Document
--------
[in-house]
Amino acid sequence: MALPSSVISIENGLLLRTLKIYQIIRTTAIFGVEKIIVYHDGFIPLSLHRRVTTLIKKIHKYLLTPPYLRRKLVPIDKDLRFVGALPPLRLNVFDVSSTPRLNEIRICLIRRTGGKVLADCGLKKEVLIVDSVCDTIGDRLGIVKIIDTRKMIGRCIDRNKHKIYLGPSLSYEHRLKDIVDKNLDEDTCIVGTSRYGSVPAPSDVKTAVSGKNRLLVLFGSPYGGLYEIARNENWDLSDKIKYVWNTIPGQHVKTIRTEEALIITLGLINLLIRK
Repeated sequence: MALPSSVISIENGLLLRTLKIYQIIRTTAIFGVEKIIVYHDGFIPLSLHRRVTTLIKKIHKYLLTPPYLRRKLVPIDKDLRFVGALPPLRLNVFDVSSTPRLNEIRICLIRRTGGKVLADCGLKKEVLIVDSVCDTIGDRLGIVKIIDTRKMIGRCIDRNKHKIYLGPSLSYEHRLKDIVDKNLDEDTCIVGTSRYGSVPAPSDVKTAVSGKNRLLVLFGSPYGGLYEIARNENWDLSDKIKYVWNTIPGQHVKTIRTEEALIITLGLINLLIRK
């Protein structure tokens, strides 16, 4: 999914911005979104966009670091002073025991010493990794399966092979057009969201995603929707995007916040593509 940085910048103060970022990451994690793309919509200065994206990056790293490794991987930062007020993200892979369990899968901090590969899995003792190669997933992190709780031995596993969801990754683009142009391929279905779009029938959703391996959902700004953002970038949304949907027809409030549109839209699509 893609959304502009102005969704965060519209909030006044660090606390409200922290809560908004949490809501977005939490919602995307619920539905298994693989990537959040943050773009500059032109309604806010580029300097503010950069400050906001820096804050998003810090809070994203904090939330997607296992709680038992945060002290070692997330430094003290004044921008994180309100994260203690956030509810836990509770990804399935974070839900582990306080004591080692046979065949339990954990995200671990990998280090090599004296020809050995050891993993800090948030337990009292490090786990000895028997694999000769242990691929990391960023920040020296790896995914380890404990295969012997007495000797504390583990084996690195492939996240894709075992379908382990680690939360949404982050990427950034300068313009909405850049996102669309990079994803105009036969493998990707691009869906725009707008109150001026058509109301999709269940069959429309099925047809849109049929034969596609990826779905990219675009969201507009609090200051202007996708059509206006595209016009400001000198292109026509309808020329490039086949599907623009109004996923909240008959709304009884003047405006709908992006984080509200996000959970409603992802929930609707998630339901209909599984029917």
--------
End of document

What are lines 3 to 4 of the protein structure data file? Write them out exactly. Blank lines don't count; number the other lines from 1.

Repeated sequence: MALPSSVISIENGLLLRTLKIYQIIRTTAIFGVEKIIVYHDGFIPLSLHRRVTTLIKKIHKYLLTPPYLRRKLVPIDKDLRFVGALPPLRLNVFDVSSTPRLNEIRICLIRRTGGKVLADCGLKKEVLIVDSVCDTIGDRLGIVKIIDTRKMIGRCIDRNKHKIYLGPSLSYEHRLKDIVDKNLDEDTCIVGTSRYGSVPAPSDVKTAVSGKNRLLVLFGSPYGGLYEIARNENWDLSDKIKYVWNTIPGQHVKTIRTEEALIITLGLINLLIRK
């Protein structure tokens, strides 16, 4: 999914911005979104966009670091002073025991010493990794399966092979057009969201995603929707995007916040593509 940085910048103060970022990451994690793309919509200065994206990056790293490794991987930062007020993200892979369990899968901090590969899995003792190669997933992190709780031995596993969801990754683009142009391929279905779009029938959703391996959902700004953002970038949304949907027809409030549109839209699509 893609959304502009102005969704965060519209909030006044660090606390409200922290809560908004949490809501977005939490919602995307619920539905298994693989990537959040943050773009500059032109309604806010580029300097503010950069400050906001820096804050998003810090809070994203904090939330997607296992709680038992945060002290070692997330430094003290004044921008994180309100994260203690956030509810836990509770990804399935974070839900582990306080004591080692046979065949339990954990995200671990990998280090090599004296020809050995050891993993800090948030337990009292490090786990000895028997694999000769242990691929990391960023920040020296790896995914380890404990295969012997007495000797504390583990084996690195492939996240894709075992379908382990680690939360949404982050990427950034300068313009909405850049996102669309990079994803105009036969493998990707691009869906725009707008109150001026058509109301999709269940069959429309099925047809849109049929034969596609990826779905990219675009969201507009609090200051202007996708059509206006595209016009400001000198292109026509309808020329490039086949599907623009109004996923909240008959709304009884003047405006709908992006984080509200996000959970409603992802929930609707998630339901209909599984029917």